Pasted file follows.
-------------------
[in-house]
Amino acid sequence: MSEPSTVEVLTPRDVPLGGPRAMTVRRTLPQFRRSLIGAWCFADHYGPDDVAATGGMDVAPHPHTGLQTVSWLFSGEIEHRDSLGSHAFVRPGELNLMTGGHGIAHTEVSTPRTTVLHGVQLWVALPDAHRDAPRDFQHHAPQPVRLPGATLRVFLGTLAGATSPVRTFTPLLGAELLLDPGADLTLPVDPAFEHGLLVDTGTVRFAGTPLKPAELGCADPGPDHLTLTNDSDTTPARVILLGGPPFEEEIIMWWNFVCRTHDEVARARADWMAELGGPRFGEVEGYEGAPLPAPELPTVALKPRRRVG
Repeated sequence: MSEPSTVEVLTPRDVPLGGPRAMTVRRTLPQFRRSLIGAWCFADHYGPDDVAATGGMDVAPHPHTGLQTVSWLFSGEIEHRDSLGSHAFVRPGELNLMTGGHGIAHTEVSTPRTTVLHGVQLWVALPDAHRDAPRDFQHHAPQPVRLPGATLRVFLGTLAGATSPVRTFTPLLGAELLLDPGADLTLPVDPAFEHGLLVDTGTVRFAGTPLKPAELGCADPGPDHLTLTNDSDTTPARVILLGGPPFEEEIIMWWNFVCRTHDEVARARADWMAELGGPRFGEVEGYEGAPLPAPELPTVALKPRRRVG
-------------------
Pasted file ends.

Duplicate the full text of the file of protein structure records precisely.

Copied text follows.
[in-house]
Amino acid sequence: MSEPSTVEVLTPRDVPLGGPRAMTVRRTLPQFRRSLIGAWCFADHYGPDDVAATGGMDVAPHPHTGLQTVSWLFSGEIEHRDSLGSHAFVRPGELNLMTGGHGIAHTEVSTPRTTVLHGVQLWVALPDAHRDAPRDFQHHAPQPVRLPGATLRVFLGTLAGATSPVRTFTPLLGAELLLDPGADLTLPVDPAFEHGLLVDTGTVRFAGTPLKPAELGCADPGPDHLTLTNDSDTTPARVILLGGPPFEEEIIMWWNFVCRTHDEVARARADWMAELGGPRFGEVEGYEGAPLPAPELPTVALKPRRRVG
Repeated sequence: MSEPSTVEVLTPRDVPLGGPRAMTVRRTLPQFRRSLIGAWCFADHYGPDDVAATGGMDVAPHPHTGLQTVSWLFSGEIEHRDSLGSHAFVRPGELNLMTGGHGIAHTEVSTPRTTVLHGVQLWVALPDAHRDAPRDFQHHAPQPVRLPGATLRVFLGTLAGATSPVRTFTPLLGAELLLDPGADLTLPVDPAFEHGLLVDTGTVRFAGTPLKPAELGCADPGPDHLTLTNDSDTTPARVILLGGPPFEEEIIMWWNFVCRTHDEVARARADWMAELGGPRFGEVEGYEGAPLPAPELPTVALKPRRRVG